By convexity of K, wir haben das {textstyle K(lambda x+(1-Lambda )j)supseteq lambda K(x)+(1-Lambda )K(j)} . Applying the Brunn–Minkowski inequality gives {textstyle r(K(lambda x+(1-Lambda )j))geq lambda r(K(x))+(1-Lambda )r(K(j))} , bereitgestellt {textstyle K(x)not =emptyset ,K(j)not =emptyset } . This shows that the radius function is concave on its support, matching the intuition that a convex body does not dip into itself along any direction. This result is sometimes known as Brunn's theorem.

Brunn–Minkowski symmetrization of a convex body Again consider a convex body {textstyle K} . Fix some line {textstyle l} and for each {textstyle tin l} Lassen {textstyle H_{t}} denote the affine hyperplane orthogonal to {textstyle l} das durchgeht {textstyle t} . Definieren, {textstyle r(t)=Vol(Kcap H_{t})} ; as discussed in the previous section, this function is concave. Jetzt, Lassen {textstyle K'=bigcup _{tin l,Kcap H_{t}not =emptyset }B(t,r(t))cap H_{t}} . Das ist, {textstyle K'} is obtained from {textstyle K} by replacing each slice {textstyle H_{t}cap K} with a disc of the same {textstyle (n-1)} -dimensional volume centered {textstyle l} inside of {textstyle H_{t}} . The concavity of the radius function defined in the previous section implies that that {textstyle K'} ist konvex. This construction is called the Brunn–Minkowski symmetrization.

Grunbaum's theorem Theorem (Grunbaum's theorem[Zitat benötigt]): Consider a convex body {textstyle Ksubseteq mathbb {R} ^{n}} . Lassen {textstyle H} be any half-space containing the center of mass of {textstyle K} ; das ist, the expected location of a uniform point sampled from {textstyle K.} Dann {textstyle mu (Hcap K)geq ({frac {n}{n+1}})^{n}in (K)geq {frac {1}{e}}in (K)} .

Grunbaum's theorem can be proven using Brunn–Minkowski inequality, specifically the convexity of the Brunn–Minkowski symmetrization[Zitat benötigt]. See these lecture notes for a proof sketch.

Grunbaum's inequality has the following fair cake cutting interpretation. Suppose two players are playing a game of cutting up an {textstyle n} dimensional, convex cake. Player 1 chooses a point in the cake, and player two chooses a hyperplane to cut the cake along. Player 1 then receives the cut of the cake containing his point. Grunbaum's theorem implies that if player 1 chooses the center of mass, then the worst that an adversarial player 2 can do is give him a piece of cake with volume at least a {textstyle 1/e} fraction of the total. In dimensions 2 und 3, the most common dimensions for cakes, the bounds given by the theorem are approximately {textstyle .444,.42} beziehungsweise. Notiz, jedoch, that in {textstyle n} Maße, calculating the centroid is {textstyle #P} hard[Zitat benötigt], limiting the usefulness of this cake cutting strategy for higher dimensional, but computationally bounded creatures.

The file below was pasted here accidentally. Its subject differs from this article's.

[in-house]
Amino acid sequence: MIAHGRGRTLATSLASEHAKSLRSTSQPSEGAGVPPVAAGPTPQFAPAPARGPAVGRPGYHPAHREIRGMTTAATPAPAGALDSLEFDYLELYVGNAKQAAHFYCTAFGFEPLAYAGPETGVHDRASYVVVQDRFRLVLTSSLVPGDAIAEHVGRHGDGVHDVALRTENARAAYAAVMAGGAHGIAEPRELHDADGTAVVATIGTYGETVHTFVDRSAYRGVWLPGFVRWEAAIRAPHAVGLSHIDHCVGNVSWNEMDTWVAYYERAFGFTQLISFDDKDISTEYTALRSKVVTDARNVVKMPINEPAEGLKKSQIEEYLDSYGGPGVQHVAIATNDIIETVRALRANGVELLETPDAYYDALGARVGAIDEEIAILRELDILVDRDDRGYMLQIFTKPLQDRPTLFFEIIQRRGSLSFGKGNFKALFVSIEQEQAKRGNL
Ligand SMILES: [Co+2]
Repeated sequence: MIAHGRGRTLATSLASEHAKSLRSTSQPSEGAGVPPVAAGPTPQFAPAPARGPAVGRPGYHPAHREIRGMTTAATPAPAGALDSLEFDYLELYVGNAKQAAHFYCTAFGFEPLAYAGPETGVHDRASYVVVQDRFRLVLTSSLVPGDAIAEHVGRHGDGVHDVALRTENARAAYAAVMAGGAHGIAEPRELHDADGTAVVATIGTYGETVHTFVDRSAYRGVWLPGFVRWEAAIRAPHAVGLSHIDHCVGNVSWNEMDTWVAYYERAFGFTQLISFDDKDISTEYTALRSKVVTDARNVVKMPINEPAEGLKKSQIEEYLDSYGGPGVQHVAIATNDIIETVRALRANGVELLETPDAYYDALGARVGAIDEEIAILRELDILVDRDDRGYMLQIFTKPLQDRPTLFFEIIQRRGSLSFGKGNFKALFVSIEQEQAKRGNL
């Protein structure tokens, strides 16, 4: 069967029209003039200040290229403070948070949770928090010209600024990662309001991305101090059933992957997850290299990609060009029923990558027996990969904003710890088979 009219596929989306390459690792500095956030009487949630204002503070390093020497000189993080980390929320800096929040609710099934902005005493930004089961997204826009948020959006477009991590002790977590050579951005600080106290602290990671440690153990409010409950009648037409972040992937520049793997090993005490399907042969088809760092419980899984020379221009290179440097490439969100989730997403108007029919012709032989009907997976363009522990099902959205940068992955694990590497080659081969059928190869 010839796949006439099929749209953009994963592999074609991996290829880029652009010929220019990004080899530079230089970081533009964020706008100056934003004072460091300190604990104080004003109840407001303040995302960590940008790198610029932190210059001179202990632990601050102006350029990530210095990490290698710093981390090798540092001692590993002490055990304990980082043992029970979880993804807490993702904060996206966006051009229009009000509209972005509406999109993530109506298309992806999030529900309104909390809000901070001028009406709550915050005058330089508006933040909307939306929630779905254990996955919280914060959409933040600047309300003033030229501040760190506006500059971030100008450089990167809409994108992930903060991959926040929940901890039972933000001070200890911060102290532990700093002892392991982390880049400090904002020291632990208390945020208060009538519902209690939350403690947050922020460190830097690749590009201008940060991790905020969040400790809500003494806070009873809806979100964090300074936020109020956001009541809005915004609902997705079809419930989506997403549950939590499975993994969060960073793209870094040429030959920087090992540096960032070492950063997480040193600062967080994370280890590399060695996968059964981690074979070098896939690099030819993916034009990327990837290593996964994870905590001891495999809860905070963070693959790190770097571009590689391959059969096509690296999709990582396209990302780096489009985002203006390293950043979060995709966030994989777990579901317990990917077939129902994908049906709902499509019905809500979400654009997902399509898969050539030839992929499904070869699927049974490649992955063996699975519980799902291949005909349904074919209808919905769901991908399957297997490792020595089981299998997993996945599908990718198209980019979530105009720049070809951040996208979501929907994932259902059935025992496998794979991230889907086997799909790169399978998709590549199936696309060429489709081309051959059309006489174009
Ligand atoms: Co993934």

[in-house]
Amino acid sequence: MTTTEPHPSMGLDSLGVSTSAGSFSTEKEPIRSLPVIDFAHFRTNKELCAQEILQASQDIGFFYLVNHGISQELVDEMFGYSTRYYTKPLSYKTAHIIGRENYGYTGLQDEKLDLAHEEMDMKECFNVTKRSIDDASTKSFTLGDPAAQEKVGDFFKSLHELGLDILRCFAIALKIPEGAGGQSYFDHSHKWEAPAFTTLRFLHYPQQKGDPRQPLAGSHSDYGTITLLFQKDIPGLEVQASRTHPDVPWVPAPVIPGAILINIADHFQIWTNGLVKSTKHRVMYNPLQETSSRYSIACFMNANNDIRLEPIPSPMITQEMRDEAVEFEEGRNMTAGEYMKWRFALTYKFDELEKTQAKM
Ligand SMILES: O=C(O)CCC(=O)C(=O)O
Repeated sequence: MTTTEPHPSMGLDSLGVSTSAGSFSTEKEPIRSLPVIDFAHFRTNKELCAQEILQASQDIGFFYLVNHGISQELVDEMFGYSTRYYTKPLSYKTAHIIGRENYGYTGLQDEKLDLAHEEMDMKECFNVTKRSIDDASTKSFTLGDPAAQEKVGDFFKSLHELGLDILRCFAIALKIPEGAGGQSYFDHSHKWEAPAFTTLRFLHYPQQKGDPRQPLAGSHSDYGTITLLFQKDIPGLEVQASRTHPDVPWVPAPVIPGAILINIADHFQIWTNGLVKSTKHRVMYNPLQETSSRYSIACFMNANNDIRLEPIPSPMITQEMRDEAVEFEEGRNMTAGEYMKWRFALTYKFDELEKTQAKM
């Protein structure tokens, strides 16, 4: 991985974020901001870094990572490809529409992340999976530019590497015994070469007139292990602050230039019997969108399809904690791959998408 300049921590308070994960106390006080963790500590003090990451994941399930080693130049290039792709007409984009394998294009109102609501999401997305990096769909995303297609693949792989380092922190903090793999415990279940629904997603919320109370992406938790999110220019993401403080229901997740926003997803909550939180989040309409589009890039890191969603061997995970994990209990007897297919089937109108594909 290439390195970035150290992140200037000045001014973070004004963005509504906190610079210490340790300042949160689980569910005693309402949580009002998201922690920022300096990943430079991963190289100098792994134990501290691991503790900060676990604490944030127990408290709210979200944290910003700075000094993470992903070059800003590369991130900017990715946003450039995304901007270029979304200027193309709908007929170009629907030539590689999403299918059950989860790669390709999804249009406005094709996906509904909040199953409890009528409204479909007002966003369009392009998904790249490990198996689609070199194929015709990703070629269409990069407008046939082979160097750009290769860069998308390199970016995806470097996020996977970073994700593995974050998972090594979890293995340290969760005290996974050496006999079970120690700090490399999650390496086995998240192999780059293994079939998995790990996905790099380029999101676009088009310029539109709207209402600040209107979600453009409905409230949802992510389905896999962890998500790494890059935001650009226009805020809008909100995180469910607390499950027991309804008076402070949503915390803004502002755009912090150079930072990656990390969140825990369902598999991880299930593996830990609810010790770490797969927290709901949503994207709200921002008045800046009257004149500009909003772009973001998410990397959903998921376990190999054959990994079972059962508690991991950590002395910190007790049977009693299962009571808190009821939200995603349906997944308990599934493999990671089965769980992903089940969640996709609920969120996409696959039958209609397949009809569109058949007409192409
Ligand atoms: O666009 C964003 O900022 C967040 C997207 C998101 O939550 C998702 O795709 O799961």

Applications of Grunbaum's theorem also appear in convex optimization, specifically in analyzing the converge of the center of gravity method. Siehe Satz 2.1 in these notes.

Isoperimetric inequality Let {textstyle B=B(0,1)={xin mathbb {R} ^{n}:||x||_{2}leq 1}} denote the unit ball. For a convex body, K, Lassen {textstyle S(K)=lim _{epsilon to 0}{frac {in (K+epsilon B)-in (K)}{Epsilon }}} define its surface area. This agrees with the usual meaning of surface area by the Minkowski-Steiner formula. Consider the function {textstyle c(X)={frac {in (K)^{1/n}}{S(K)^{1/(n-1)}}}} . The isoperimetric inequality states that this is maximized on Euclidean balls.

show Proof of isoperimetric inequality via Brunn–Minkowski Applications to inequalities between mixed volumes The Brunn–Minkowski inequality can be used to deduce the following inequality {textstyle V(K,Punkte ,K,L)^{n}geq V(K)^{n-1}v(L)} , bei dem die {textstyle V(K,Punkte ,K,L)} term is a mixed-volume. Equality holds iff K,L are homothetic. (Siehe Satz 3.4.3 in Hug and Weil's course on convex geometry.) show Proof Concentration of measure on the sphere and other strictly convex surfaces We prove the following theorem on concentration of measure, following notes by Barvinok and notes by Lap Chi Lau. See also Concentration of measure#Concentration on the sphere.

Satz: Lassen {textstyle S} be the unit sphere in {textstyle mathbb {R} ^{n}} . Lassen {textstyle Xsubseteq S} . Definieren {textstyle X_{Epsilon }={zin S:d(z,X)leq epsilon }} , where d refers to the Euclidean distance in {textstyle mathbb {R} ^{n}} . Lassen {textstyle nu } denote the surface area on the sphere. Dann, für alle {textstyle epsilon in (0,1]} wir haben das {textstyle {frac {nicht (X_{Epsilon })}{nicht (S)}}geq 1-{frac {nicht (S)}{nicht (X)}}e^{-{frac {nepsilon ^{2}}{4}}}} .

show Proof Version of this result hold also for so-called strictly convex surfaces, where the result depends on the modulus of convexity. Jedoch, the notion of surface area requires modification, sehen: the aforementioned notes on concentration of measure from Barvinok.